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The flash drive ate my homework

December 11, 2009

Related "Non Sequitur" comic

Students are increasingly using technology as a justification for not turning in work. Gems like “My printer ran out of ink” are becoming more commonplace with each passing semester. Several faculty have approached me with questions and concerns about such excuses, because they don’t feel confident to dispute the students’ claims from a technical perspective.

In “Technology Policies on Course Syllabi,” Billie Hara of ProfHacker offers some very helpful statements that can be inserted into a syllabus as a way to head off this concern. They can also provide the basis for a solid reply when you mistrust the legitimacy of a technology issue.

Hara also cites an article at Inside Higher Ed about, a website where students can buy a deliberately corrupted file to turn in as “proof” that technology failed them. This “business” was created as a goof, but some people use it for real.


  • Do any of you have a policy in your syllabus that covers technology excuses?
  • What’s your favorite technology-based excuse for not turning in homework?
2 Comments leave one →
  1. Jurjio permalink
    February 7, 2010 6:50 am

    Chris, killer security measures (although saving every 10 minutes is borderline paranoia, no?).
    My TA recommends on his syllabus to get an encrypted USB drive, especially if we’re carrying sensitive data (my department at school handles sensitive GIS info so it’s a must for some of us).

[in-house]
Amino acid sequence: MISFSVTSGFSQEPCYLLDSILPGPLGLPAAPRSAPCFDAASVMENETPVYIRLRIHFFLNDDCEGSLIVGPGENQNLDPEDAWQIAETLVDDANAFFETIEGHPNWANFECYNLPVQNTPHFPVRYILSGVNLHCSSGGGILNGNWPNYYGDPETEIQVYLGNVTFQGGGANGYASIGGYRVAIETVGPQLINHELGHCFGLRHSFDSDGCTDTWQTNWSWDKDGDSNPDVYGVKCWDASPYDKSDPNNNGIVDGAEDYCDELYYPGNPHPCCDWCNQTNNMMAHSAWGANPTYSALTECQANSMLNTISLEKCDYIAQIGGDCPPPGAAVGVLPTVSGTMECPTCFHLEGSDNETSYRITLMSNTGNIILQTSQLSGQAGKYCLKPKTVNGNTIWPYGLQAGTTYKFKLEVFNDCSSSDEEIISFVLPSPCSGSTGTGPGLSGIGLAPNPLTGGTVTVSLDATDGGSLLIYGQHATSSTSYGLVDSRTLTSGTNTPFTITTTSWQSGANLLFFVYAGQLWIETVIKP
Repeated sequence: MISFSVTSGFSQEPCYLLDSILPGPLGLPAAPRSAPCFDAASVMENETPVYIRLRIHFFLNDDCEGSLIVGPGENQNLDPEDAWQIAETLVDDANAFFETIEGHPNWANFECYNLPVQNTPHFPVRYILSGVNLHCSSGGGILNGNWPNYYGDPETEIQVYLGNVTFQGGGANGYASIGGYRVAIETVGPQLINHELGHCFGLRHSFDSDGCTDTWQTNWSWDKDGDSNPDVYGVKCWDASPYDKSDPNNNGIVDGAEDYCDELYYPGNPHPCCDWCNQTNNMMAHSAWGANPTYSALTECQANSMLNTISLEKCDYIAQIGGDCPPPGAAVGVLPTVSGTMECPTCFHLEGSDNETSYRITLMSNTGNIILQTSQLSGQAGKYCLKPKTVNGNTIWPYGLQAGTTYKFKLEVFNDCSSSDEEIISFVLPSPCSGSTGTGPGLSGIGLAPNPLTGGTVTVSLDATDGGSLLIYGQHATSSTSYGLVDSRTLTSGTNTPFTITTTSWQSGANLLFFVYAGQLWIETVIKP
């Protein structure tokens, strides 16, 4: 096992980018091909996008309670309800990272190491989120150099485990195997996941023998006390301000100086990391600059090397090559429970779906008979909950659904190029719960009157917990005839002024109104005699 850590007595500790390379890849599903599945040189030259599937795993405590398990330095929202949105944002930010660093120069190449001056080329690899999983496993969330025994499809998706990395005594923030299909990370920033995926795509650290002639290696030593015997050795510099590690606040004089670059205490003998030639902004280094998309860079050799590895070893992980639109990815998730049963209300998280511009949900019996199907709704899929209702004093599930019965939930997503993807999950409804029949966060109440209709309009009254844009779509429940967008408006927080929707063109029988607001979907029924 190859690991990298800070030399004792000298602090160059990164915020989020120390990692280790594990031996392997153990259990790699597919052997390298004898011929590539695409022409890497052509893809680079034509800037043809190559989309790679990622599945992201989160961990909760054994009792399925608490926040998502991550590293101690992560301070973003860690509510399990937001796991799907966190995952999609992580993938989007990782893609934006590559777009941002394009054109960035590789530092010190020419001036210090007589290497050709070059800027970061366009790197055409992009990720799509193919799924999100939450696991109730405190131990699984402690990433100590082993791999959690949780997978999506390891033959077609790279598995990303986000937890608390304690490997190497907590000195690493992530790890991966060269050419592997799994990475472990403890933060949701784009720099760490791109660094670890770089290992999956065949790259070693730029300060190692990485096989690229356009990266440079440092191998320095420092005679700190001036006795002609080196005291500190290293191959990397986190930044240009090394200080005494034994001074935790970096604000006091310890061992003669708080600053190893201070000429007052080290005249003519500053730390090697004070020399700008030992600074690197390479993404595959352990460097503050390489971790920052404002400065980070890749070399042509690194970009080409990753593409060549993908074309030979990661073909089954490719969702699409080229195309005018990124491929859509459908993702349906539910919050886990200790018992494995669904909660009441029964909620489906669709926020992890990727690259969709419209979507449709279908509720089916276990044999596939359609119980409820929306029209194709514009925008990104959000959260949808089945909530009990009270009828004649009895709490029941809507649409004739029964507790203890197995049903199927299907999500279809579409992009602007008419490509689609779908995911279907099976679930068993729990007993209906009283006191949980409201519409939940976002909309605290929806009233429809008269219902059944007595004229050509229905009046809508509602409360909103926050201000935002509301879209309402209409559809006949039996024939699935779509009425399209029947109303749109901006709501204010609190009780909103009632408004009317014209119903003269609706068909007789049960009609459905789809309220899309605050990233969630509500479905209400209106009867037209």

2. Chris Clark permalink*
    December 14, 2009 2:37 pm

    Okay, I’ll get the ball rolling again. Here’s the statement I just drafted for my spring syllabus:

    “This course relies heavily on access to computers, specific software, and the Internet. At some point during the semester you WILL have a problem with technology: your laptop will crash, a file will become corrupted, a server will go down, or something else will occur. These are facts of life, not emergencies. Technology problems will not normally be accepted as excuses for unfinished work. Count on “stuff” happening and protect yourself by doing the following:
    • Plan ahead – start early, particularly if scarce resources are required
    • Save work often – at least every ten minutes
    • Make regular backups of files in a different location from the originals
    • Save drafts of work at multiple stages
    • When editing an image, set aside the original and work with a copy
    • Practice safe computing when surfing the web and checking email
    • On your personal computer, install and use software to control viruses and malware”

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